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article imageCanadian Tamils vote for sovereign Tamil state within Sri Lanka Special

By Andrew Moran     Dec 21, 2009 in World
On Saturday, thousands of Tamils across Canada voted in a referendum that would support a sovereign Tamil state within Sri Lanka.
Over the past year, Tamils have experienced emotional roller coasters over the situation occurring in Sri Lanka. Since spring, Tamils across the globe have been protesting for the closure of internal displacement camps that housed 300,000 Tamils and accusations of human rights abuses caused dire concern among Tamils who had families inside the barbed-wire camps.
Canadian Members of Parliament also showed their support for the Tamil community by protesting in front of the Sri Lankan Consulate in Toronto. MPs Jack Layton, Bob Rae and Olivia Chow all showed up to the demonstration last month and called for Prime Minister Stephen Harper to “open the doors of Canada.”
Digital Journal reported last week that Canadian Tamils would hit the polls to test the Vaddukkoaddai Resolution and thousands showed up and unanimously voted in the referendum to setup a separate sovereign Tamil state within Sri Lanka.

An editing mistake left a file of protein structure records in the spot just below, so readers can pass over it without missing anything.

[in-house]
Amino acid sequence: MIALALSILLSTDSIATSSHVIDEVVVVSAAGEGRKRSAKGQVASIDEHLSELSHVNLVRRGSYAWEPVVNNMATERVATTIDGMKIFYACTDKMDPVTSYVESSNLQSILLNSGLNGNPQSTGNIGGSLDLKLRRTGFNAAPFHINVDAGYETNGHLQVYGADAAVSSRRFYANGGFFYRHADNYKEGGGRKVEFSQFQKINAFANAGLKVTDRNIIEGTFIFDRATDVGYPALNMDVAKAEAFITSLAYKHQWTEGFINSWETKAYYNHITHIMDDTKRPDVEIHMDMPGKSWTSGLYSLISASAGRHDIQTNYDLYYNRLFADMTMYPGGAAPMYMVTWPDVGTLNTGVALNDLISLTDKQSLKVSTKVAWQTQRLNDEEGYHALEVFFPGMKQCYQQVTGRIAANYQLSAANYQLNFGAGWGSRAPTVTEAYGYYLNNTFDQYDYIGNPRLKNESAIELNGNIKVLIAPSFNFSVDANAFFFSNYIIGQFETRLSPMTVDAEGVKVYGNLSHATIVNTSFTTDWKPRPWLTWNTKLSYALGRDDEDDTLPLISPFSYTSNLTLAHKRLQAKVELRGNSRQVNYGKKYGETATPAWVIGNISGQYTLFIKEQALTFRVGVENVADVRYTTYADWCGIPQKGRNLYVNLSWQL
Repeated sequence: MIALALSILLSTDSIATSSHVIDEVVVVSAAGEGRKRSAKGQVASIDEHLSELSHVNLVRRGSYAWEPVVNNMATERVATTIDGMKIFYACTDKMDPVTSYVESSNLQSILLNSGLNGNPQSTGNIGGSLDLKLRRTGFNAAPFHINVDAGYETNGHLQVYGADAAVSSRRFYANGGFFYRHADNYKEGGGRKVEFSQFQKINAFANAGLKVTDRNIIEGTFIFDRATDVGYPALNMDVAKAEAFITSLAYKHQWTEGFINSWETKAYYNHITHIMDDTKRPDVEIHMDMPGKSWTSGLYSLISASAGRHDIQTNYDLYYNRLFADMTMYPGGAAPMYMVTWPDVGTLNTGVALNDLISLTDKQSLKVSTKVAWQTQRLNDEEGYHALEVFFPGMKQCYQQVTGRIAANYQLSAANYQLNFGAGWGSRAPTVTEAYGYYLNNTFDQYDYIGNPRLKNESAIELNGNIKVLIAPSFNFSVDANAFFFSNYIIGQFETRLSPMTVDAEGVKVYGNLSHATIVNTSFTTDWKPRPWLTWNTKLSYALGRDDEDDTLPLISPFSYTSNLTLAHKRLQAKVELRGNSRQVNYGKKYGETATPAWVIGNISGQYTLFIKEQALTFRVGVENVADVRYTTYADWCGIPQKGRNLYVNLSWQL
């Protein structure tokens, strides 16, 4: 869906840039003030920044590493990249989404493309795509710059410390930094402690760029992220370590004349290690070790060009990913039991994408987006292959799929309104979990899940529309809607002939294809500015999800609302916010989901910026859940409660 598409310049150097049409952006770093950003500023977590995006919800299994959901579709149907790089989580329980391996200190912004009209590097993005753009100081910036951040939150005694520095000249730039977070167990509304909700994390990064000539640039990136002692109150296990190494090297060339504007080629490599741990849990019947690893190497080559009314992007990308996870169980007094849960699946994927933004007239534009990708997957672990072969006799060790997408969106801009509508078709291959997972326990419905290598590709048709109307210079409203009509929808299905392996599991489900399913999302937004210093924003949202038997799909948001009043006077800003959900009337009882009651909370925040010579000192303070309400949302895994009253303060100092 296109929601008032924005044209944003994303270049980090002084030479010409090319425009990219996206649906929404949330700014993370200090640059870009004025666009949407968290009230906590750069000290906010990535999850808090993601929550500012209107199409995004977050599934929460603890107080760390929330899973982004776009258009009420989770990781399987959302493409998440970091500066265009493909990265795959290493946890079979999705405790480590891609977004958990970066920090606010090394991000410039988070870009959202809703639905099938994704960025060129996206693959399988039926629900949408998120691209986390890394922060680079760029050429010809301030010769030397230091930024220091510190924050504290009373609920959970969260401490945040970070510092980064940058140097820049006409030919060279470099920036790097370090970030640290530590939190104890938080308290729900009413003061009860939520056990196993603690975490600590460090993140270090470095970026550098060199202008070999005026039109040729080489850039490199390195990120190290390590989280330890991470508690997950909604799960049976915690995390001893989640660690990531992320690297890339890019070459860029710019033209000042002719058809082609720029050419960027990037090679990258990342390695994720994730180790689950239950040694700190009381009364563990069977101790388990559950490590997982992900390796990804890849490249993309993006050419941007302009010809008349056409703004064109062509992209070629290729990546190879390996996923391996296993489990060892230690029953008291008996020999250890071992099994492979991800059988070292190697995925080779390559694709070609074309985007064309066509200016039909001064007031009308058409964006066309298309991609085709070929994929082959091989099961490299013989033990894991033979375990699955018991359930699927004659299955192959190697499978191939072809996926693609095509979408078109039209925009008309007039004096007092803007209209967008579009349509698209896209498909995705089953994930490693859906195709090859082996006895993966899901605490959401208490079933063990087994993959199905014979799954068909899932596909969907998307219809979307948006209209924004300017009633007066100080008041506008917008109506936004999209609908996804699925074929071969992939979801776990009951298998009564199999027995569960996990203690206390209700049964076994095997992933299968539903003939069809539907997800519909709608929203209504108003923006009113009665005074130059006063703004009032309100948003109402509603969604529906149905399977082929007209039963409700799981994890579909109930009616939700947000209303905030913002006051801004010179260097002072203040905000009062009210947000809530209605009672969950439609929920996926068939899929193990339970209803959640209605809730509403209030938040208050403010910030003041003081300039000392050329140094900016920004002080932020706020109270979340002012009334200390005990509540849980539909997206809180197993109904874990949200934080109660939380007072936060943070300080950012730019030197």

According to CBC, the Coalition for Tamil Elections in Canada said 99.8 per cent of the near 50,000 people who voted on Saturday supported a sovereign Tamil state, while similar votes and results took place in France and Norway.
Since the 1970s, Tamils have fought for a separate state in the north and east of Sri Lanka, notes The Canadian Press. For months, the Tamil communities across Canada have provided information all across the the country.
A spokesperson for the Coalition for Tamil Elections Canada, Darshika Selvasivam, said, reports the Press Times of India, “There have been various voices and opinions heard on the issue, whether for, whether against, and some undecided, but (political) agency isn't available for those in Sri Lanka. The basic freedoms and rights that we have here in Canada are not being upheld in Sri Lanka.”
However, the coalition did not state whether or not there will be any future referendums in Canada but the general aim of this specific vote was to bring a general consensus for the international community and think-tank groups to bring Tamil sovereignty for discussion to the table.
Dev Fakruddin, a Toronto Tamil demonstrator who voted in the Greater Toronto Area, told Digital Journal in an e-mail on Monday morning that he was pleased with the turnout but wanted to see a lot more of Tamils take part in this democratic vote, “I read the press release and they said they were expecting roughly 100,000 Tamils nationwide. But the 50,000 number is just half of their expectations.” He added that he was optimistic about the referendum but expected a very slow process for any decision or even talks.
“What I’ve learned in life is that whenever it comes to something very important to the international community then it’s going to be a very, very long process. But I’m optimistic in the future of the Tamil people, especially since the internal displacement camps. We brought up our issue to the leaders and officials around the world and they heard us and they agreed with us.” Fakruddin concluded that he doesn’t want the Tamil community in Canada to cease their movement and to continue and fight the good fight.
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